In the event of the collapse of the Stormont Executive, the Ulster Farmers’ Union (UFU) has confirmed that a £1 billon farm support budget remains in place, covering the next three financial years.

Speculation continues to rise that the Democratic Unionist Party (DUP) will pull the Stormont institutions if they perceive no progress being made in the Northern Ireland Protocol negotiations.

UFU chief executive, Wesley Aston, indicated that, whatever happens at Stormont, the money will be available to ensure that direct farm support payments will continue to be paid out during the lifetime of the current UK parliament.

He added:

“Monies will also be available to cover the proposed soil testing and genetic improvement measures.”

But, according to Aston, beyond this, everything becomes extremely fluid.

Current mandate at Stormont

Aston continued: “The review of future farm support policies, recently launched by farm minister Edwin Poots, was never going to reach a conclusion within the period of Stormont’s current mandate.

“But the thinking is, that department of agriculture officials can still take this issue forward in the event of Stormont collapsing.”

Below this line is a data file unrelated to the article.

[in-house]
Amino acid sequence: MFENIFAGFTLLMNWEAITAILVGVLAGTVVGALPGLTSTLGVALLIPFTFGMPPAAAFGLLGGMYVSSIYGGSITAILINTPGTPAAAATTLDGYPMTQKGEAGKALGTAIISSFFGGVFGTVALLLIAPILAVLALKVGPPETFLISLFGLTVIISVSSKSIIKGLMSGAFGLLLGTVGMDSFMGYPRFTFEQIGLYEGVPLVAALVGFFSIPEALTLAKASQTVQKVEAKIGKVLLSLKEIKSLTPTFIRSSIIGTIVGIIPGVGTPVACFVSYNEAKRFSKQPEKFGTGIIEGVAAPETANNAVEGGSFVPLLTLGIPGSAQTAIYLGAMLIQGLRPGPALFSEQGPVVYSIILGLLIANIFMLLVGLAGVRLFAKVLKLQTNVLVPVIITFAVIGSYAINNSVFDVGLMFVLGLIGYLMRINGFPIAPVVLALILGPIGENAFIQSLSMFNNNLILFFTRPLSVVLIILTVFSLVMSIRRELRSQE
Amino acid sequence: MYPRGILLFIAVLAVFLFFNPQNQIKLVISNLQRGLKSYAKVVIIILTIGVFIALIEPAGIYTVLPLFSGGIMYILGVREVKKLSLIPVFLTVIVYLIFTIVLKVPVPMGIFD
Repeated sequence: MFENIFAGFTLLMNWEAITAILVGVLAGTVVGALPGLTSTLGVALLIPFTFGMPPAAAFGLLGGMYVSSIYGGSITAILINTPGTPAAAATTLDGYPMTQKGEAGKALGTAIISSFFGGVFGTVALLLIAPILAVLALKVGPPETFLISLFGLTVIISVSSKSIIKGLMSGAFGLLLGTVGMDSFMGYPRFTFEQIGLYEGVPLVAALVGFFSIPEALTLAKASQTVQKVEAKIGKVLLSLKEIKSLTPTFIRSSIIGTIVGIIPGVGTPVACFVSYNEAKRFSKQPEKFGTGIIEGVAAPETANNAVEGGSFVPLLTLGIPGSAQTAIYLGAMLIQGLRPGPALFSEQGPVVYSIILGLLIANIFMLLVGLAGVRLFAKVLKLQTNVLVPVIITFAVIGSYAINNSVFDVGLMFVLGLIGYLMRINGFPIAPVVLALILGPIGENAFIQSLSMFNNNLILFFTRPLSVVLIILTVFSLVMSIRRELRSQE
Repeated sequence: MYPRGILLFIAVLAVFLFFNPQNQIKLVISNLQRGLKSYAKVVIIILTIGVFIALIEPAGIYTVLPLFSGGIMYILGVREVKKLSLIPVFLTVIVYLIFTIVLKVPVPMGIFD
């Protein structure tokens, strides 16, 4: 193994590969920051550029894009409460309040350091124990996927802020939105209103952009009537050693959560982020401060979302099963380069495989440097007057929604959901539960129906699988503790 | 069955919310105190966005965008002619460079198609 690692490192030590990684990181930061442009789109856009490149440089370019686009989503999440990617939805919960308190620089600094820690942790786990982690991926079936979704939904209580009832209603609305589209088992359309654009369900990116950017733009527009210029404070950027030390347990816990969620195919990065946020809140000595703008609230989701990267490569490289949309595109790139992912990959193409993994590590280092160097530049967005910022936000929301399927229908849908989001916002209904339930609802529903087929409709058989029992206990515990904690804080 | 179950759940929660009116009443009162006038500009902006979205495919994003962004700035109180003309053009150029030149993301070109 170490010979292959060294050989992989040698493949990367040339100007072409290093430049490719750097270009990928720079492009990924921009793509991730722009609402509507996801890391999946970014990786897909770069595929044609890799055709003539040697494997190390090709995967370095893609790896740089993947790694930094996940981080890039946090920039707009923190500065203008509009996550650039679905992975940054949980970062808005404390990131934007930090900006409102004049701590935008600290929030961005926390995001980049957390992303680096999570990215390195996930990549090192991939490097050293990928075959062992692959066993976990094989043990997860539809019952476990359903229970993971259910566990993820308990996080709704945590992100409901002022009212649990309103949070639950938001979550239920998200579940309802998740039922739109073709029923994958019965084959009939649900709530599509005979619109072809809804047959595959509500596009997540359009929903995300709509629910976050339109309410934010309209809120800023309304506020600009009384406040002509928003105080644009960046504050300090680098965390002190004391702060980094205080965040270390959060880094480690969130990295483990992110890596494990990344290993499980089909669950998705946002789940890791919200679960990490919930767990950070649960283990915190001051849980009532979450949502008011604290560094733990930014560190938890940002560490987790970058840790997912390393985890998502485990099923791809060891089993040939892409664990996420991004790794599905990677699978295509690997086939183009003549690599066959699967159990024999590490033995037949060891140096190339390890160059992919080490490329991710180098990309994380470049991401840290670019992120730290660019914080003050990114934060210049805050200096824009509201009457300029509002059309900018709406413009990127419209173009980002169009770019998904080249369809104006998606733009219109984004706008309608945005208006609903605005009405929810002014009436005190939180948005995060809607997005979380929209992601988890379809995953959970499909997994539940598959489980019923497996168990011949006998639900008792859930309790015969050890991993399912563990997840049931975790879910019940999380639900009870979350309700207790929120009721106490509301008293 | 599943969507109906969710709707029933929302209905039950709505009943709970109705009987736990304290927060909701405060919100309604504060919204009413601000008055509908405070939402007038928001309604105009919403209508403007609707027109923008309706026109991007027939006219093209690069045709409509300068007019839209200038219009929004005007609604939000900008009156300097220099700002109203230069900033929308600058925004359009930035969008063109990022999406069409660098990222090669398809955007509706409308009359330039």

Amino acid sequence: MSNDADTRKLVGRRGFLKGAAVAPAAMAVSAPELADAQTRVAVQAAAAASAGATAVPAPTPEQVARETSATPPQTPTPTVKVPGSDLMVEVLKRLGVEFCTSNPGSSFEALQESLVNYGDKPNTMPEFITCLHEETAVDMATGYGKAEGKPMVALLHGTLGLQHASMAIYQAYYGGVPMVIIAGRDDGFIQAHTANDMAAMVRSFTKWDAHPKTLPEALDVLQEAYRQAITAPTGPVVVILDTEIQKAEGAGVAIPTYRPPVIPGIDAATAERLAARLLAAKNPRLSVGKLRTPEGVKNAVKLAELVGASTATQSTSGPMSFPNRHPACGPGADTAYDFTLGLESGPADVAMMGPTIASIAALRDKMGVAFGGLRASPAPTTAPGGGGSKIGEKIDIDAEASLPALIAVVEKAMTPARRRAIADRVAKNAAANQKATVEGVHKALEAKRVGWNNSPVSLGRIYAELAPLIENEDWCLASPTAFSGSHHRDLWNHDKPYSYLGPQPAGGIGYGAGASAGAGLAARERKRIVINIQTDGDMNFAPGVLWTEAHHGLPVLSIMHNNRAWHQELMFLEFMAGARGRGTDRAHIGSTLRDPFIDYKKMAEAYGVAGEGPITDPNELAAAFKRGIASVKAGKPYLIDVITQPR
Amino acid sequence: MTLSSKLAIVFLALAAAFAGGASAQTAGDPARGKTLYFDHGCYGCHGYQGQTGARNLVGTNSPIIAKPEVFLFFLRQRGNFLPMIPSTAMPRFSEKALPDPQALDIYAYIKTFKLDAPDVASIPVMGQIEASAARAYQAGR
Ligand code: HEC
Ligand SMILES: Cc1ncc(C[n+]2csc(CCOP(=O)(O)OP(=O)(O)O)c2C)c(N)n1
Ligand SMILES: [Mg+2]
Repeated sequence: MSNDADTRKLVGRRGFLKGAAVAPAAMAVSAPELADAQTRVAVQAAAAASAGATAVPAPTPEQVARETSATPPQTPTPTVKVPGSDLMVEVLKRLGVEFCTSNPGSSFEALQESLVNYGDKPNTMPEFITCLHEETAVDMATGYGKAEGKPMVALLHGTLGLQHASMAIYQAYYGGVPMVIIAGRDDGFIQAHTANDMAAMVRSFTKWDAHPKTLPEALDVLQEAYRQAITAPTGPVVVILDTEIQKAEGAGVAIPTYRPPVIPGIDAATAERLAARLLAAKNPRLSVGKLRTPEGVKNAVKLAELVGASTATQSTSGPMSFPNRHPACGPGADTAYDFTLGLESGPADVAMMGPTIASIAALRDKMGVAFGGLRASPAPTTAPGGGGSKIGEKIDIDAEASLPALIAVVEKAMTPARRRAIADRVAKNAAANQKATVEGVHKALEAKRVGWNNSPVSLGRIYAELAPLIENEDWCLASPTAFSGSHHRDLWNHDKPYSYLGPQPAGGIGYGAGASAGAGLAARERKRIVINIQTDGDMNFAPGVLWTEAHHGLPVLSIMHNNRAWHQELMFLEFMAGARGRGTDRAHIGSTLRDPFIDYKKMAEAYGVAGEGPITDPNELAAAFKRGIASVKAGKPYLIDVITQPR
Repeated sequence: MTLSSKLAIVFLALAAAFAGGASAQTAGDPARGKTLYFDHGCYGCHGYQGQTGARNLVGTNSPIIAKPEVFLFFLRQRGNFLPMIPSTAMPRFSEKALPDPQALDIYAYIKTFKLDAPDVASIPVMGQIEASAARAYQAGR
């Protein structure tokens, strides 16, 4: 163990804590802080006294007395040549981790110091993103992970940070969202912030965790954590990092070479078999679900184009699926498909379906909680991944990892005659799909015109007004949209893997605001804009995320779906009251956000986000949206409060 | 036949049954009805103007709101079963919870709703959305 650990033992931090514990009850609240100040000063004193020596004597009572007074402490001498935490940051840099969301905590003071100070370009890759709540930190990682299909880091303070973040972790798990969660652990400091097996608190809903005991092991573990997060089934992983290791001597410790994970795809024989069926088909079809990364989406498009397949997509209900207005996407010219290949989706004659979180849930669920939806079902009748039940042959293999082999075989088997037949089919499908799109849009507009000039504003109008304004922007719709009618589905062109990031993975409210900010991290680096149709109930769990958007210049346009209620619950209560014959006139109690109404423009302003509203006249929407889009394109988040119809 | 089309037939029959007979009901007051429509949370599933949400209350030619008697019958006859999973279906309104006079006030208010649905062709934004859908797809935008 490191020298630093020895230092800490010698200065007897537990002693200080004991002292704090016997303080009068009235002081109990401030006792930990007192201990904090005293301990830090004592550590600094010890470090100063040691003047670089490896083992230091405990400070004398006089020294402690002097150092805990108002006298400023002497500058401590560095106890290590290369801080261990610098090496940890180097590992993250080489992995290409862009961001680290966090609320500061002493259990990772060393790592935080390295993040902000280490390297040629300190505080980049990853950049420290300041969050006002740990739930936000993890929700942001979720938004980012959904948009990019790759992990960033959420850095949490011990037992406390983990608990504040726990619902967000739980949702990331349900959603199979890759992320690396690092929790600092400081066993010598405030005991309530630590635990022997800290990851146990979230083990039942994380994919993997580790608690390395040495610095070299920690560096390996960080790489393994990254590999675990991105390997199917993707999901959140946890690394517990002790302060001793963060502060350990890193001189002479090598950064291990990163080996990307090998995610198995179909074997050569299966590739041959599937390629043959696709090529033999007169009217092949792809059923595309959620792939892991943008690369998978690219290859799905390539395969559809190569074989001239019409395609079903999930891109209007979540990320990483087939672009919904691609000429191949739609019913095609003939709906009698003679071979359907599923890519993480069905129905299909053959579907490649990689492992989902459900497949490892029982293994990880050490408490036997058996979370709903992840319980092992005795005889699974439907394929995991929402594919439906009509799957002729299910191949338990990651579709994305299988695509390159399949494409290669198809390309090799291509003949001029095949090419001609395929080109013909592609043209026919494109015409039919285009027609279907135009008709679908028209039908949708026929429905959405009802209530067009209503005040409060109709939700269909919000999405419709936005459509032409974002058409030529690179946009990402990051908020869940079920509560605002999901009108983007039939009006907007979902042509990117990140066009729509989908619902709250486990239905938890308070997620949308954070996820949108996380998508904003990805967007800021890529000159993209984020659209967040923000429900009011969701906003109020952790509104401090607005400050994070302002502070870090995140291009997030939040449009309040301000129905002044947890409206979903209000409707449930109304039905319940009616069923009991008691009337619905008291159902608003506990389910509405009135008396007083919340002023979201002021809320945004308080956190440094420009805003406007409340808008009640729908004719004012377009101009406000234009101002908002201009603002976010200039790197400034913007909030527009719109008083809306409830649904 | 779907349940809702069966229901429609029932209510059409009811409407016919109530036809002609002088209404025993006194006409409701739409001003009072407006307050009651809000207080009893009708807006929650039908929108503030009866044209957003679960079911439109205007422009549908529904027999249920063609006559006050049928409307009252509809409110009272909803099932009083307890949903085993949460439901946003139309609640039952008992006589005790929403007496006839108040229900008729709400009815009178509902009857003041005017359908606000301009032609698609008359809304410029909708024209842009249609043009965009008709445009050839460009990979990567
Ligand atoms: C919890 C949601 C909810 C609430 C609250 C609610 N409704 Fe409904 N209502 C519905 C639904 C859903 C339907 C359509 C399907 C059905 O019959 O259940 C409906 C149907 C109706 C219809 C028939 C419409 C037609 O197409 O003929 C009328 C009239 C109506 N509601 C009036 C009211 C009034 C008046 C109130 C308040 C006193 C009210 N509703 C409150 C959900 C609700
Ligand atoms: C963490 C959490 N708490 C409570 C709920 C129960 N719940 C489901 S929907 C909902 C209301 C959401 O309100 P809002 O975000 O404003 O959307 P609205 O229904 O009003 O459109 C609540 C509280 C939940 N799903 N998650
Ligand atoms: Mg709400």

The UFU is currently in discussions with agriculture minister, Edwin Poots and his officials on the development of an updated capital investment scheme for agriculture and a new green growth strategy.

“At this stage I do not know if these discussions can be further progressed if a farm minister is not in place,” Aston continued.

“There may well be funds available in the wake of the under spend from the last rural development programme.

“In theory, this money could be used to help fund a new capital investment programme. We also need to see how Brussels will make money available to Northern Ireland, following Brexit,” he added.

“But these are both very grey areas at the present time.”

Soil testing programme

Union president, Victor Chesnutt, has specifically highlighted the impact of the envisaged soil testing programme.

“It means that every field in Northern Ireland will be soil tested over the couple of years,” he said.

“The results of this work can be used by individual farmers to develop their own farm management programmes.

“But more than that, it will ensure that Northern Ireland will be ahead of the world in quantifying the carbon status of our soils.

“This is the core building block upon which we can build realistic and accurate carbon sequestration models,” Chestnutt added.

Looking to the future, Chestnutt wants farm support budgets to be inflation-proofed. Annual inflation rates are currently running at 5.4% in the UK.